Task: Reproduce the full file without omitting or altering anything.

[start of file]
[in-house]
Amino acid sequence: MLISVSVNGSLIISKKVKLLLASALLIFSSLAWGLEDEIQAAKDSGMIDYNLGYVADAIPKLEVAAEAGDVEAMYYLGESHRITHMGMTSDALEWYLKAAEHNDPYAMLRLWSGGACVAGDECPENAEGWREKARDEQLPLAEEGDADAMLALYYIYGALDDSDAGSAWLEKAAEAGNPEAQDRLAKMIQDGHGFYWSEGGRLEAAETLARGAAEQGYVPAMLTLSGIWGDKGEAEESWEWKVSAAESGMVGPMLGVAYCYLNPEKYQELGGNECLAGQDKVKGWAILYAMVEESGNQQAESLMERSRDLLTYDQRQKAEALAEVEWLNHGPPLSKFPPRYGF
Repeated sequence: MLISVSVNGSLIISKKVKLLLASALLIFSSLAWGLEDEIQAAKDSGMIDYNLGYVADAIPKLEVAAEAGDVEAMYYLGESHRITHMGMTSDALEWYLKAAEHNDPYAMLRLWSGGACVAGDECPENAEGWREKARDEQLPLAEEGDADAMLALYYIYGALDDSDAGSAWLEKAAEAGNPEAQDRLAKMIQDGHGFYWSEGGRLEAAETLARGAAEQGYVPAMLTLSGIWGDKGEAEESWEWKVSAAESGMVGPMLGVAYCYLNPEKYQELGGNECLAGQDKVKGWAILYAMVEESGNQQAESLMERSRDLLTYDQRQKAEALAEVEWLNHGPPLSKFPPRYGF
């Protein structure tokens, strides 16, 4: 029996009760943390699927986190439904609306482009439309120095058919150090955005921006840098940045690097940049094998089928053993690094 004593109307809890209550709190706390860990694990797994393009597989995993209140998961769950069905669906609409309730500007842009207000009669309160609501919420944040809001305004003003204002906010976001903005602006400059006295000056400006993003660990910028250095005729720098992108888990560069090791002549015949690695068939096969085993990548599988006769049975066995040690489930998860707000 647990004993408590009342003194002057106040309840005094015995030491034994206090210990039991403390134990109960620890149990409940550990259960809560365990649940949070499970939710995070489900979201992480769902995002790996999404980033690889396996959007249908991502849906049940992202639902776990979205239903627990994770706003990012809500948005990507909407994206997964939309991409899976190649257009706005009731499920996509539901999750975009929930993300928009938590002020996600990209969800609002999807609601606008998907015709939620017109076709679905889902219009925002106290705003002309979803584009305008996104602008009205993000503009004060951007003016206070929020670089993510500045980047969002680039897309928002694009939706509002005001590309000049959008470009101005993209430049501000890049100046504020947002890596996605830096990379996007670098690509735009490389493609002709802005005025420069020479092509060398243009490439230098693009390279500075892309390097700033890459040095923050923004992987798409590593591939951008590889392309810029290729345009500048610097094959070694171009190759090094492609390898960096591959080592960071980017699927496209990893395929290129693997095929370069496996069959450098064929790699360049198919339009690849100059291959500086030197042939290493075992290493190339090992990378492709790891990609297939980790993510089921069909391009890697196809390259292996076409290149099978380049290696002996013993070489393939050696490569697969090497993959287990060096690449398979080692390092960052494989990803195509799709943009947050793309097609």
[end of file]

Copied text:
[in-house]
Amino acid sequence: MLISVSVNGSLIISKKVKLLLASALLIFSSLAWGLEDEIQAAKDSGMIDYNLGYVADAIPKLEVAAEAGDVEAMYYLGESHRITHMGMTSDALEWYLKAAEHNDPYAMLRLWSGGACVAGDECPENAEGWREKARDEQLPLAEEGDADAMLALYYIYGALDDSDAGSAWLEKAAEAGNPEAQDRLAKMIQDGHGFYWSEGGRLEAAETLARGAAEQGYVPAMLTLSGIWGDKGEAEESWEWKVSAAESGMVGPMLGVAYCYLNPEKYQELGGNECLAGQDKVKGWAILYAMVEESGNQQAESLMERSRDLLTYDQRQKAEALAEVEWLNHGPPLSKFPPRYGF
Repeated sequence: MLISVSVNGSLIISKKVKLLLASALLIFSSLAWGLEDEIQAAKDSGMIDYNLGYVADAIPKLEVAAEAGDVEAMYYLGESHRITHMGMTSDALEWYLKAAEHNDPYAMLRLWSGGACVAGDECPENAEGWREKARDEQLPLAEEGDADAMLALYYIYGALDDSDAGSAWLEKAAEAGNPEAQDRLAKMIQDGHGFYWSEGGRLEAAETLARGAAEQGYVPAMLTLSGIWGDKGEAEESWEWKVSAAESGMVGPMLGVAYCYLNPEKYQELGGNECLAGQDKVKGWAILYAMVEESGNQQAESLMERSRDLLTYDQRQKAEALAEVEWLNHGPPLSKFPPRYGF
């Protein structure tokens, strides 16, 4: 029996009760943390699927986190439904609306482009439309120095058919150090955005921006840098940045690097940049094998089928053993690094 004593109307809890209550709190706390860990694990797994393009597989995993209140998961769950069905669906609409309730500007842009207000009669309160609501919420944040809001305004003003204002906010976001903005602006400059006295000056400006993003660990910028250095005729720098992108888990560069090791002549015949690695068939096969085993990548599988006769049975066995040690489930998860707000 647990004993408590009342003194002057106040309840005094015995030491034994206090210990039991403390134990109960620890149990409940550990259960809560365990649940949070499970939710995070489900979201992480769902995002790996999404980033690889396996959007249908991502849906049940992202639902776990979205239903627990994770706003990012809500948005990507909407994206997964939309991409899976190649257009706005009731499920996509539901999750975009929930993300928009938590002020996600990209969800609002999807609601606008998907015709939620017109076709679905889902219009925002106290705003002309979803584009305008996104602008009205993000503009004060951007003016206070929020670089993510500045980047969002680039897309928002694009939706509002005001590309000049959008470009101005993209430049501000890049100046504020947002890596996605830096990379996007670098690509735009490389493609002709802005005025420069020479092509060398243009490439230098693009390279500075892309390097700033890459040095923050923004992987798409590593591939951008590889392309810029290729345009500048610097094959070694171009190759090094492609390898960096591959080592960071980017699927496209990893395929290129693997095929370069496996069959450098064929790699360049198919339009690849100059291959500086030197042939290493075992290493190339090992990378492709790891990609297939980790993510089921069909391009890697196809390259292996076409290149099978380049290696002996013993070489393939050696490569697969090497993959287990060096690449398979080692390092960052494989990803195509799709943009947050793309097609």